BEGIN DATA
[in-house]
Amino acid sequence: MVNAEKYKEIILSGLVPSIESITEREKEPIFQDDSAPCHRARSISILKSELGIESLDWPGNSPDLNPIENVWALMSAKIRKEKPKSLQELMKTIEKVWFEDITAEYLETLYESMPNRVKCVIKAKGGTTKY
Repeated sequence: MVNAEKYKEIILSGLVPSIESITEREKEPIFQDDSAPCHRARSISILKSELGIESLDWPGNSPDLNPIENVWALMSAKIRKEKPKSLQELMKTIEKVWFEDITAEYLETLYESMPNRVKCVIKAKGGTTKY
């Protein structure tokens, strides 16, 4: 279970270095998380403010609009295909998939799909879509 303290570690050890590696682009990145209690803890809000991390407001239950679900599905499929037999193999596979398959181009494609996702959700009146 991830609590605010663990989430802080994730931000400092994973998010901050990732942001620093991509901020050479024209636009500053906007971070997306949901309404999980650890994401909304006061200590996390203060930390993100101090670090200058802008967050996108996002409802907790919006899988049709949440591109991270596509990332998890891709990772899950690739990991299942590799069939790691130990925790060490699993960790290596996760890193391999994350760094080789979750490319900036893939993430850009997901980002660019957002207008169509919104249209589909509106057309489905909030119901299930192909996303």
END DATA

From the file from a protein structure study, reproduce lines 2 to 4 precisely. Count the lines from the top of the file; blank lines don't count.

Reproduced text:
Amino acid sequence: MVNAEKYKEIILSGLVPSIESITEREKEPIFQDDSAPCHRARSISILKSELGIESLDWPGNSPDLNPIENVWALMSAKIRKEKPKSLQELMKTIEKVWFEDITAEYLETLYESMPNRVKCVIKAKGGTTKY
Repeated sequence: MVNAEKYKEIILSGLVPSIESITEREKEPIFQDDSAPCHRARSISILKSELGIESLDWPGNSPDLNPIENVWALMSAKIRKEKPKSLQELMKTIEKVWFEDITAEYLETLYESMPNRVKCVIKAKGGTTKY
């Protein structure tokens, strides 16, 4: 279970270095998380403010609009295909998939799909879509 303290570690050890590696682009990145209690803890809000991390407001239950679900599905499929037999193999596979398959181009494609996702959700009146 991830609590605010663990989430802080994730931000400092994973998010901050990732942001620093991509901020050479024209636009500053906007971070997306949901309404999980650890994401909304006061200590996390203060930390993100101090670090200058802008967050996108996002409802907790919006899988049709949440591109991270596509990332998890891709990772899950690739990991299942590799069939790691130990925790060490699993960790290596996760890193391999994350760094080789979750490319900036893939993430850009997901980002660019957002207008169509919104249209589909509106057309489905909030119901299930192909996303």